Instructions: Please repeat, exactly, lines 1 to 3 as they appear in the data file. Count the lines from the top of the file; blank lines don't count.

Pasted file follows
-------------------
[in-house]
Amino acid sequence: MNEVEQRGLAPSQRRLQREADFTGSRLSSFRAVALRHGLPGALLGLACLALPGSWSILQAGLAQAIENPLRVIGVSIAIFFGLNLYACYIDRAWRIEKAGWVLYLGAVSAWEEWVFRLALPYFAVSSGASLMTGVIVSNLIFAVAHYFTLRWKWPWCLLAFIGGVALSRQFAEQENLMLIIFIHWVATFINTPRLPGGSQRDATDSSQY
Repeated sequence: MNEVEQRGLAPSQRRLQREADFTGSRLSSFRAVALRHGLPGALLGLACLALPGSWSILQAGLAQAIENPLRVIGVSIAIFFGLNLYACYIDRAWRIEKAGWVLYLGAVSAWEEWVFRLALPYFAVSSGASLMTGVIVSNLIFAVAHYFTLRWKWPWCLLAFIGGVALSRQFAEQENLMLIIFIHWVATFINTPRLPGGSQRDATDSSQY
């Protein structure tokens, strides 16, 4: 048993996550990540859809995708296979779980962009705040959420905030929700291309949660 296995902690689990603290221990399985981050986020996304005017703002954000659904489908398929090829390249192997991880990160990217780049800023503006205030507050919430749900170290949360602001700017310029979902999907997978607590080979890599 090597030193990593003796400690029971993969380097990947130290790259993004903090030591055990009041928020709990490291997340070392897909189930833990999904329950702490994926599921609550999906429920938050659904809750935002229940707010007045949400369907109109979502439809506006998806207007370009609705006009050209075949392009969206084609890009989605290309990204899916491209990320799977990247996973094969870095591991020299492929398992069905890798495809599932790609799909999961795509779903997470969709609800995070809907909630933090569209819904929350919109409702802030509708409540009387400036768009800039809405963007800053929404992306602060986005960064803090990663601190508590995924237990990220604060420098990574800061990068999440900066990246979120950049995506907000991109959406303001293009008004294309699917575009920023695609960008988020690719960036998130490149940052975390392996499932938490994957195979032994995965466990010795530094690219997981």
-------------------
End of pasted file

[in-house]
Amino acid sequence: MNEVEQRGLAPSQRRLQREADFTGSRLSSFRAVALRHGLPGALLGLACLALPGSWSILQAGLAQAIENPLRVIGVSIAIFFGLNLYACYIDRAWRIEKAGWVLYLGAVSAWEEWVFRLALPYFAVSSGASLMTGVIVSNLIFAVAHYFTLRWKWPWCLLAFIGGVALSRQFAEQENLMLIIFIHWVATFINTPRLPGGSQRDATDSSQY
Repeated sequence: MNEVEQRGLAPSQRRLQREADFTGSRLSSFRAVALRHGLPGALLGLACLALPGSWSILQAGLAQAIENPLRVIGVSIAIFFGLNLYACYIDRAWRIEKAGWVLYLGAVSAWEEWVFRLALPYFAVSSGASLMTGVIVSNLIFAVAHYFTLRWKWPWCLLAFIGGVALSRQFAEQENLMLIIFIHWVATFINTPRLPGGSQRDATDSSQY